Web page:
Mon, 18 Feb, 2019

Renaissance of ancient alphabet

Brahmi script used by the ancient Indian civilization is one of the world’s oldest writing systems, and is still being taught and studied around India. A young archeologist is now making efforts to bring the 2000 year old script to Goan masses

10th July 2018, 02:40 Hrs

Jay Joshi

India has been subjected to foreign invasions for centuries, and over the years undergone many changes. But, during all these years, the country has managed to preserve its core and its ancient heritage, which continues to leave the historians spellbound to this day. The route to exploring the history of ancient India goes through the Brahmi script. This script of ancient India is one of the oldest writing systems the world. 

The script has been used extensively all our India from the Mauryan Period (3rd C BCE) till the early medieval period where we note gradual change from Brahmi to Nagari script. Brahmi has been considered to be the mother script of most of the present languages. The Brahmi script was the ancestor of all South Asian Writing Systems. In addition, many East and Southeast Asian scripts, such as Burmese, Thai, Tibetan, and even Japanese to a very small extent (vowel order), were also ultimately derived from the Brahmi script. Thus the Brahmi script was the Indian equivalent of the Greek script that gave arise to a host of different systems. The script is still being taught and studied in the whole of India. 

Now, a group of young history enthusiasts are bringing the knowledge of the Brahmi script to Goan people. 

Bhoomij Heritage Consultancy, Goa and Trirashmi Research Institute of Buddhist and Indic Languages, Nasik is jointly organising a one day certificate course in introduction to Indian Epigraphy and practical learning of 2000 year old Brahmi Script.

“Brahmi script is quite well-studied all over India and it needs to be popularised in Goa. It is the key to learn ancient Indian history” says Sawani Shetye, proprietor of Bhoomij Heritage Consultancy explaining how studying Brahmi script could be beneficial, especially for history enthusiasts. “If anyone wants to study Ashoka’s edicts for instance, you could read them directly by yourself instead of reading someone else’s interpretation. It could also help coin collectors to better identify and know the ancient Indian coins.” 

That said, scripts and languages is something that takes considerable time to learn and master. So, how far would a one-day workshop take the participants?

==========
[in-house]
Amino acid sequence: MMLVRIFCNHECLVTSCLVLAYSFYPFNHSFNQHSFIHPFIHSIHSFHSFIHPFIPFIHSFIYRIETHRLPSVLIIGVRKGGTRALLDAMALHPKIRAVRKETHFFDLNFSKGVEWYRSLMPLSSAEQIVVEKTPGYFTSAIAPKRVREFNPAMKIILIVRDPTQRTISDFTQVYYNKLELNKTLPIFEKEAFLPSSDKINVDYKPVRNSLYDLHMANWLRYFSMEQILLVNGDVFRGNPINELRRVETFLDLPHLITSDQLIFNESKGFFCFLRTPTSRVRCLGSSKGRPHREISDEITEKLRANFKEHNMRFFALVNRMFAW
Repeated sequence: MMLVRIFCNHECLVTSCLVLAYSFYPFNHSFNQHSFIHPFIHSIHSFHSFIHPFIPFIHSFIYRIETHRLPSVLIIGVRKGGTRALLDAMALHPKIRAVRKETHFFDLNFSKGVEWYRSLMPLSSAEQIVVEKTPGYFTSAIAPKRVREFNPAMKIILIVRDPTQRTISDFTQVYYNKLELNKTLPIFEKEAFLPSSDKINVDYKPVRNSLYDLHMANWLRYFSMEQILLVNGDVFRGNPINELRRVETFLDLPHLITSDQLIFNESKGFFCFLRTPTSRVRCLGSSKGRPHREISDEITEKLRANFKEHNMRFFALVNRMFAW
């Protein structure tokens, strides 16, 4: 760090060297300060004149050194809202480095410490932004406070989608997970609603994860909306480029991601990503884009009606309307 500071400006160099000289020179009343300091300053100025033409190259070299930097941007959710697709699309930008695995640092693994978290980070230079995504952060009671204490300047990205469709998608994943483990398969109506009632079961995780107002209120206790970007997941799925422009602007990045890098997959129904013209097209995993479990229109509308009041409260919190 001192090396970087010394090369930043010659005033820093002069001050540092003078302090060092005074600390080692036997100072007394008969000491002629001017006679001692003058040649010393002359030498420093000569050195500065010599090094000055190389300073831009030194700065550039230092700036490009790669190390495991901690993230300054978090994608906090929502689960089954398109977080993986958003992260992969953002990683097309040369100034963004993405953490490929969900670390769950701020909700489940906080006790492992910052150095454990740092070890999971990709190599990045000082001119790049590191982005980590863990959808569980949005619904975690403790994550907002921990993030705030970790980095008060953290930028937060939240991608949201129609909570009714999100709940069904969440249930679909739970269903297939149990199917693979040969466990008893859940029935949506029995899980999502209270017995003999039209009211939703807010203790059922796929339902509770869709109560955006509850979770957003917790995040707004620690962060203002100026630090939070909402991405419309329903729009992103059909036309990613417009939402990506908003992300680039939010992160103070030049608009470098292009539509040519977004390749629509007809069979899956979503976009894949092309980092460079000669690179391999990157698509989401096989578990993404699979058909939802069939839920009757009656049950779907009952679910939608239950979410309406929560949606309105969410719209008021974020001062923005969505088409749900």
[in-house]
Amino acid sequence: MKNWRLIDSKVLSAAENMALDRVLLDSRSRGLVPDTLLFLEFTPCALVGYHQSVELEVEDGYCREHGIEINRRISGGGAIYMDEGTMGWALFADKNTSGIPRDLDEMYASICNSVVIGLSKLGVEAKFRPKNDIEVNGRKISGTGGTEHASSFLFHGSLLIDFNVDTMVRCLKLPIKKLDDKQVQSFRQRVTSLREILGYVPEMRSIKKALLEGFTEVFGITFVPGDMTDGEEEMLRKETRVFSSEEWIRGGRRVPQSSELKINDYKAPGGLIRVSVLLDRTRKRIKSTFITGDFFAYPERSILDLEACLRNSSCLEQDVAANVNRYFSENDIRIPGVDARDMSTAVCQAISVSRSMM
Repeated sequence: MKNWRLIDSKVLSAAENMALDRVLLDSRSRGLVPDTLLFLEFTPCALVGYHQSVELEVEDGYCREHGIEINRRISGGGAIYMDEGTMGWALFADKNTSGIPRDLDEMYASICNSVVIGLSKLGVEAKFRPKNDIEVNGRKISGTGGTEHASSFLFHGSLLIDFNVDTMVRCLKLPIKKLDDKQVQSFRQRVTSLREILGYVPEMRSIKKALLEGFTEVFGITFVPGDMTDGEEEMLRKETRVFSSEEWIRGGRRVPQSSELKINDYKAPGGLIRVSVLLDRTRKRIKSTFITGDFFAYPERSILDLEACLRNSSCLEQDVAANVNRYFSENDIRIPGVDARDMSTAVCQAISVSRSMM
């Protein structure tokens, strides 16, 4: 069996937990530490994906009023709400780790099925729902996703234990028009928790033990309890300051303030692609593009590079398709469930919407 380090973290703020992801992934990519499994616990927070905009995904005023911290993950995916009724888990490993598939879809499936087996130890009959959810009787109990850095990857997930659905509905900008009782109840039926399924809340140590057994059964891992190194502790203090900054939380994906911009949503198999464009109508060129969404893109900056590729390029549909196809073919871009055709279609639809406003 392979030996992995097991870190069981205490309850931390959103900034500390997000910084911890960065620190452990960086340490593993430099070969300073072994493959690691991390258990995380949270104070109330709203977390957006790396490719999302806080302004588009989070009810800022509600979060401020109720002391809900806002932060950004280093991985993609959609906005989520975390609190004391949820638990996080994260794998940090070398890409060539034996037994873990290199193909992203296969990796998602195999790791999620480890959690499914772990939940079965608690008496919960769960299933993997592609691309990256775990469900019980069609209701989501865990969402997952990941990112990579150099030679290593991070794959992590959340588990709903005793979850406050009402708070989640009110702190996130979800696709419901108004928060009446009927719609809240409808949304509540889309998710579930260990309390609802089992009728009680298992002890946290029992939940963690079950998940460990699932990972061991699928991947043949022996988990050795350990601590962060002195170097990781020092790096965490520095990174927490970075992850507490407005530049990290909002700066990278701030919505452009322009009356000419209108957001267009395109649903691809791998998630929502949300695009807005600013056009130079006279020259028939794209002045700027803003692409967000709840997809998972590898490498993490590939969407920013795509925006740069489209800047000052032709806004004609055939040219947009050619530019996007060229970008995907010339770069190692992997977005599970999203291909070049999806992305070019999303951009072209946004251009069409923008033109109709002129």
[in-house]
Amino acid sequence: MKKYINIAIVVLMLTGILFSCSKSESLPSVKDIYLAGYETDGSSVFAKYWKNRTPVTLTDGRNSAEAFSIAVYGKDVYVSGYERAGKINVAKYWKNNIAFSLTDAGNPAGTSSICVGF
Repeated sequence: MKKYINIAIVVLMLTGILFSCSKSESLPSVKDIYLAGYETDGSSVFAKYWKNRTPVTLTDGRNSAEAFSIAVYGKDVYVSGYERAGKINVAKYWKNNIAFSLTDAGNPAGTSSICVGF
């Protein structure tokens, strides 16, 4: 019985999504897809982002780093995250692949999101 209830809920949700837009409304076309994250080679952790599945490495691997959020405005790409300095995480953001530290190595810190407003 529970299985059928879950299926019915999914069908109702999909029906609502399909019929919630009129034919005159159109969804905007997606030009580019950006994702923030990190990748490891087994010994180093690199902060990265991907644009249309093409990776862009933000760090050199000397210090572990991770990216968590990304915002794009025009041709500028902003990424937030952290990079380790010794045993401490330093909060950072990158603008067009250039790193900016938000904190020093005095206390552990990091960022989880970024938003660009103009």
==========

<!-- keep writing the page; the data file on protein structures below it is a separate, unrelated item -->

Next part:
“In the upcoming workshop, we will touch upon the basics of the script. If you know Devnagri script, you can probably read Brahmi script within a couple of hours” says Sawani. After this workshop, one would be able to read Ashoka’s edicts, but if you wish to read the inscriptions on coins, you have to study the script deeper, she adds “Since the space on the coin is less, certain modifications and adjustments have been made to the letters, plus, each dynasty seems to have had their own style of coin inscriptions” says Sawani who holds a post-graduation in archeology. 

Brahmi script is believed to have appeared first around 5th century BC, although some earlier local variants have been found. It was used for royal edicts and  coinage, and is believed to have fallen out of use during the early medieval period (after circa 8th century AD). 

To a layman’s eye, the Brahmi alphabet might look very different from modern-day Devnagri script, but that question will be solved at the workshop, says Sawani “The way we have English alphabet changing slightly in cursive writing, Brahmi too took on a cursive stile and evolved into what we have today.” the workshop will explain how the ancient script evolved into modern one, states the history expert. 

Bhoomij Heritage Consultancy is committed to spreading of knowledge from research spheres of history and archaeology to masses and has held a number of workshops in the subject. The current workshop is being conducted by Bhoomij in collaboration with TRIBILS, a research wing of Boudh Sahitya Prasarak Mandal, Nashik. TRIBILS is committed towards promotion of Indic languages and scripts. TRIBILS is associated 

with Pali Department of Savitribai Phule, Pune University, Pune under a technical MOU to teach Pali 


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